|Japanese Onagadori - tails can grow to 8m!|
|Wild Red Jungle Fowl, India|
Wild Red Jungle Fowl were domesticated perhaps as early as 7,000 years ago, probably in Thailand. From this centre they fairly rapidly spread north into China, and eastwards as the ancestors of the Polynesians spread out into the Pacific. Some bones that appear to be pre-Columbian chickens from Peru suggest that there was a limited contact with South American peoples – certainly sweet potato cultivation spread westwards across the Pacific well before European sailors arrived.
The story of chickens in the west is also complicated. It seems that rather than spreading from India, chickens were taken west direct across central Asia, arriving in Turkey by perhaps as early as 2500 BC. From there they were taken around the Mediterranean, eventually arriving in Celtic Spain and southern France by around 1500 BC.
But why were chickens so popular? After all, they need a lot of care and protection, and need to eat grain, which makes them direct competitors with people. One major reason was egg production. A diet composed only of carbohydrates from grain is insufficient, and chickens are very efficient convertors of grain into animal protein and fat. Although they were eaten of course, especially as they went off-lay as they got older, there was another reason to keep them, which today is illegal In Europe and North America but until only a few hundred years ago was the most widely followed ‘sporting’ activity on earth – cockfighting. As with all male pheasants, male chickens are highly aggressive towards each other, and grow lengthy spurs on the lower part of their legs to use as weapons. In cockfighting these natural weapons are often augmented with metal additions, and two birds are matched against each other in fights which often go on to the death. It would be nice to say that the bans in England and the US, and eventually elsewhere, were due to humane considerations but it seems more that people objected to the betting on the outcome, which was often large. Even today cockfighting is widespread in South East Asia and also much of South America and the Caribbean.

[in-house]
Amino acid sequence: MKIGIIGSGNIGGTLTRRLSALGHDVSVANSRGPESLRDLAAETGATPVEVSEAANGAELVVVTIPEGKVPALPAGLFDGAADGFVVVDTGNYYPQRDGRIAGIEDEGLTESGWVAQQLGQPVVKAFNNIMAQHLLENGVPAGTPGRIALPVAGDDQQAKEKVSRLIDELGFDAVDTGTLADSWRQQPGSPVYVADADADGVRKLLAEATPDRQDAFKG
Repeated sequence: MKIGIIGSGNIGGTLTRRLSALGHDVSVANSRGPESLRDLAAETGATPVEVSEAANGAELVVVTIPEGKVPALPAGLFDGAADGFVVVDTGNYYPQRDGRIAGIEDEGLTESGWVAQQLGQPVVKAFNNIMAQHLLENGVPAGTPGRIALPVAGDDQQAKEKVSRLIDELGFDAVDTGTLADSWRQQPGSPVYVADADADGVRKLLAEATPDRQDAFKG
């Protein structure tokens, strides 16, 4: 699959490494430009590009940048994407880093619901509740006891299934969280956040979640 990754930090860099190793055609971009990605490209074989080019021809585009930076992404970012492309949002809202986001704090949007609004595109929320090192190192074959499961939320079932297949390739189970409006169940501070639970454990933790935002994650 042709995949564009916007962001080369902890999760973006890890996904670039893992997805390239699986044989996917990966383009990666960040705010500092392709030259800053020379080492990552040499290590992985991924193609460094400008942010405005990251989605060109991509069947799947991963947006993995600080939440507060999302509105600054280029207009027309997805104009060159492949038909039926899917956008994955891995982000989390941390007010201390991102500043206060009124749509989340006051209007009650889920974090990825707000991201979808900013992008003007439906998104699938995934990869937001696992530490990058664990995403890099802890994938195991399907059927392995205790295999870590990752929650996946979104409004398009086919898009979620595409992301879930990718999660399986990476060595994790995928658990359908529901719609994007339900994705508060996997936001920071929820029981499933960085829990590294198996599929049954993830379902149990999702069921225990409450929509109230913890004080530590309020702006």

It would be wrong however to say that cockfighting is the most inhumane thing people have done to chickens – modern battery farms are far worse (but don’t involve bets). Despite some moves to regulate housing conditions and the provision of access to fresh air, the typical modern domestic chicken live a pretty short and miserable life. This is actually a fairly recent development over the last 50 years or so, as modern production methods depend on large energy inputs in the form of lighting and heating. Without these, especially lighting in the winter, it is impossible to produce cheap chicken meat and eggs as when exposed to short day lengths birds will usually stop laying and go into moult.
|Transylvanian Naked Neck (really, that's what its called)|
Today some breeds are more or less exclusively bred for appearance rather than their original purpose. For more information on keeping chickens check out the Poultry Club Society website here: http://www.poultryclub.org/
That wraps it up for this large group of birds for now. Next time, some new arrivals!
(images from wikipedia)